The growth of nineteenth-century London was unprecedented, swallowing up once remote villages, commons and open fields around the metropolitan fringe in largely uncontrolled housing development. In the mid-Victorian period widespread opposition to this unbridled growth coalesced into a movement that campaigned to preserve the London commons. The history of this campaign is usually presented as having been fought by members of the metropolitan upper middle class, who appointed themselves as spokespeople for all Londoners and played out their battles mainly in parliament and the law courts.
In this fascinating book Mark Gorman tells a different story — of the key role played by popular protest in the campaigns to preserve Epping Forest and other open spaces in and near London. He shows how throughout the nineteenth century such places were venues for both radical politics and popular leisure, helping to create a sense of public right of access, even ‘ownership’. At the same time, London’s suburban growth was partly a response to the rising aspirations of an artisan and lower middle class who increasingly wanted direct access to open space. This not only created the conditions for the mid-Victorian commons preservation movement, but also gave impetus to distinctive popular protest by proletarian Londoners.
In comparing the campaign for Epping Forest with other struggles for London’s commons, the book highlights influences which ranged from the role of charismatic leaders to widely held beliefs regarding the land, in which the rights of freeborn Englishmen had been plundered by the aristocracy since the Norman conquest.
Mark Gorman reveals a largely hidden history, since ordinary Londoners left few records behind, but his new research clearly reveals how their protests influenced the actions of the more visible elite groups who appeared in parliament or in court.
Mark Gorman was born and brought up in north London. He studied history at Cambridge University and subsequently qualified as a teacher. After teaching in Nigeria he returned to West Africa for several years as a Programme coordinator for VSO. He has spent his working life in the field of international aid, and in 2008 was awarded an MBE for his services to international development. He lives in east London, on the borders of Epping Forest, which has enabled him to foster his twin passions for history and the environment. In 2018 he received a PhD for his study of popular protest and open space in Victorian London. He speaks and writes regularly on local history topics, and in recent years has been involved in the organisation of the annual Newham Heritage Festivals.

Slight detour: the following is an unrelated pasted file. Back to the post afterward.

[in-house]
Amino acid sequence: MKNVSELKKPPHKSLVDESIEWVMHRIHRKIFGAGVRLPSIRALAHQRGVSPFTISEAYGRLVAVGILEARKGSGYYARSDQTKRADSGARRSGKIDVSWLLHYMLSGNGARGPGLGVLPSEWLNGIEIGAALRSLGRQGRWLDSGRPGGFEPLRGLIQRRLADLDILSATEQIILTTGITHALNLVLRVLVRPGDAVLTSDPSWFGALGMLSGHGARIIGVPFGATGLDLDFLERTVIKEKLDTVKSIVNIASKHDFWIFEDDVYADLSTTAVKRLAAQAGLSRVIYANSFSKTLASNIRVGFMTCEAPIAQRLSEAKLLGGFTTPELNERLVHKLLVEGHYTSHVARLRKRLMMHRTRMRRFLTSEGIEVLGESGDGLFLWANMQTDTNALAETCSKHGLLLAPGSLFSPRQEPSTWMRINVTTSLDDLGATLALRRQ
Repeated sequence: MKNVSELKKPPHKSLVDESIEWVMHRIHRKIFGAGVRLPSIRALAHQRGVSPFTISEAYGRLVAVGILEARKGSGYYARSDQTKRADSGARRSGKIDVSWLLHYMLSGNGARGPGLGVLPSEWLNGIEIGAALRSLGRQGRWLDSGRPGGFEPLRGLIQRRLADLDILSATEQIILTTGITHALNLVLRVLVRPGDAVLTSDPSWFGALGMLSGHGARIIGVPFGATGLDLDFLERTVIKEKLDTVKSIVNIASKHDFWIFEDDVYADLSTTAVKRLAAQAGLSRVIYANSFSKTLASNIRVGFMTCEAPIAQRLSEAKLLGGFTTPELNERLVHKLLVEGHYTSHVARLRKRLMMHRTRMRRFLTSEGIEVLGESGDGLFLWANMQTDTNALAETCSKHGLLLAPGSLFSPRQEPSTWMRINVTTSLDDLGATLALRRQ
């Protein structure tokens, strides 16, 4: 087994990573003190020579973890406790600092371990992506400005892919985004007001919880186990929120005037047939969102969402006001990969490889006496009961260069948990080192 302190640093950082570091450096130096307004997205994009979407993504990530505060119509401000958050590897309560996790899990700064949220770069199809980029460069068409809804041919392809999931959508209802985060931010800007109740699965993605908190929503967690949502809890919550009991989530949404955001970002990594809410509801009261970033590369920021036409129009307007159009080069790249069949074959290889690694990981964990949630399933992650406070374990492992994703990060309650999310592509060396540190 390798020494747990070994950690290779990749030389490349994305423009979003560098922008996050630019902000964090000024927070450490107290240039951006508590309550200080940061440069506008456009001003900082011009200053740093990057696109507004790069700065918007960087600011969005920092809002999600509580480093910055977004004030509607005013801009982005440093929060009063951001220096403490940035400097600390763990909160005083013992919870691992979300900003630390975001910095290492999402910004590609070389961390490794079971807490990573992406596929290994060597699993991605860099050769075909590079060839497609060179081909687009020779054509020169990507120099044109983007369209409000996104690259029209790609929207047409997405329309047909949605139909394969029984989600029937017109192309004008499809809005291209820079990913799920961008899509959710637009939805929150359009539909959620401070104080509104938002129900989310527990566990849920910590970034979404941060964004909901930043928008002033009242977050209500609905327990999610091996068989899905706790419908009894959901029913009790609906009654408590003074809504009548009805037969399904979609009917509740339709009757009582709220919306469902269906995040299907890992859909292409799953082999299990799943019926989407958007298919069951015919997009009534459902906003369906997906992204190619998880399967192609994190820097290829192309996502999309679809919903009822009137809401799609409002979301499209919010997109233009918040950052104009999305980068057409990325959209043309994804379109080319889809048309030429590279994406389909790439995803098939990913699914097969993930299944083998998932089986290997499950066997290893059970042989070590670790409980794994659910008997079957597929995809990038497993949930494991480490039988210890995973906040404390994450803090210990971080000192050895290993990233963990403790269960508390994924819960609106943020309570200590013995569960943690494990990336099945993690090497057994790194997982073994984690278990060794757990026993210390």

ISBN 978-1-912260-41-6 May 2021 176pp Paperback
“The recent pandemic has brought a renewed appreciation of the value and importance of open green space to public health and well-being. In this light we would do well to remind ourselves of the sometimes complex and even brutal campaigns of the past that ensured those spaces remain available to us today. We should also note that they often only succeeded because diverse communities pulled together towards a common purpose. Gorman's book provides a meticulously researched and readable example of such a campaign.” Rachel Hammersley, The London Journal
“Mark Gorman's book on the campaign to save Epping Forest fills in all sorts of historical gaps and ought to be essential reading for anyone trying to build a cross-class and multicultural environmental movement in this time of climate crisis.” Luke Turner (writer, editor and curator)
“This book is… a well-researched study of a topic (the effects of the Enclosures Act) which has resonances widely in local history.” Steve Pollington, Essex Journal
“[Mark Gorman] provides an inspiring account of the ability of popular protest to overcome established and entrenched rights in the face of what appeared to be immovable opposition – it is clearly of considerable historical interest, but also, perhaps, an important message for our own times. Although the City of London rightly gets the credit for its legal action towards saving the forest for the public, it is unlikely that anything would have been achieved without the mighty groundswell of public support and direct action.” Michael Leach, The Local Historian
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